How automation is transforming business operations

Feb 15, 2021
Private equity

This post is part of a three-part video series, The automation opportunity in private equity, developed in partnership with Privcap. The videos offer insights on the incredible advances offered by automation.

Automation technology is a big deal; it is improving quickly and it is capable of transforming business operations. In just a few years, advances in automation—variously categorized as robotic process automation (RPA), artificial intelligence (AI) and machine learning—have been astonishing.

Private equity specialists Dave Noonan of RSM, Cory Eaves of General Atlantic and Tamas Hevizi of Automation Anywhere share the automation developments they’ve experienced first-hand and recent examples of how advances enable portfolio companies to automate tasks that were once manual, cutting expenses and improving accuracy in the process.

"It's changing day by day," says Eaves. "We purchased a small company that provided [RPA] technology, and it was crafted by 10 PhDs from Harvard, hand built. Now essentially the same service is provided on Amazon. And that's in the space of three years. It went from academic research to deployment to now essentially a commodity service that you can buy online. And that pace absolutely continues in the space."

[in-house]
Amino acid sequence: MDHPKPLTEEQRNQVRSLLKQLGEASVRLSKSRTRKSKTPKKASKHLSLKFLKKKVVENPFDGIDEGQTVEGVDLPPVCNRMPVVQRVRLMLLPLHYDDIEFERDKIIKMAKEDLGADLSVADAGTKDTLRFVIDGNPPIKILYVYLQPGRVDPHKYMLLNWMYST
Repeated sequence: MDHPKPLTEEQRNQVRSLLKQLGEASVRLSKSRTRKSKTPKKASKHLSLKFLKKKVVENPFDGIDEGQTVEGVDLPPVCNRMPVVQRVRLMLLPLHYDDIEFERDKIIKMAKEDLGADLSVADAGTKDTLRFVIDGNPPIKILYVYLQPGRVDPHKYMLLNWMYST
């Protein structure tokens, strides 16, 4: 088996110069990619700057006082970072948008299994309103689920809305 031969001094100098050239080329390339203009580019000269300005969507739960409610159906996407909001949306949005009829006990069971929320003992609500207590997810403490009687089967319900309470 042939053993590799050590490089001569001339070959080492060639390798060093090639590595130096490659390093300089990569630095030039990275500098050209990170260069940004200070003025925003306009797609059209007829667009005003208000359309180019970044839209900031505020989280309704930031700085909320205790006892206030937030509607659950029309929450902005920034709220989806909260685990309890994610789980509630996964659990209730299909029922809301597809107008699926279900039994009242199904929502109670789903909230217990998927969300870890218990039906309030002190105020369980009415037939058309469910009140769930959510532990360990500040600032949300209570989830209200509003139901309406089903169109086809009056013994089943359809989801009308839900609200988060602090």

Hevizi stresses that automation is going to streamline the operations not only of companies that are already sophisticated in technology, but of companies that markedly are not sophisticated, which have many mundane, repetitive tasks performed by humans.

"What we're finding is health care companies and utilities getting into automation because they are stuck with a massive amount of manual work," he says. "In private equity, almost every portfolio company and investment thesis is going to look at revenue cycle management. And a lot of revenue cycle management optimization depends on doing something manually with paper. It's just a lot of papers and a lot of manual steps. We work with a lot of customers that have millions of claims they have to process every year, and they have hundreds of people doing it. There's zero value added to that being manual versus that being automated."

Picking up on the health care example, Noonan notes that many payer organizations are saddled with notoriously antiquated systems. "Traditionally, the only way to interface with those systems was with a human being," he says. "You took out what you wanted to get paid for, and you had a human being type it into their website so that you actually got paid. And that's actually a perfect example of where some of this technology can automate away the need to do that."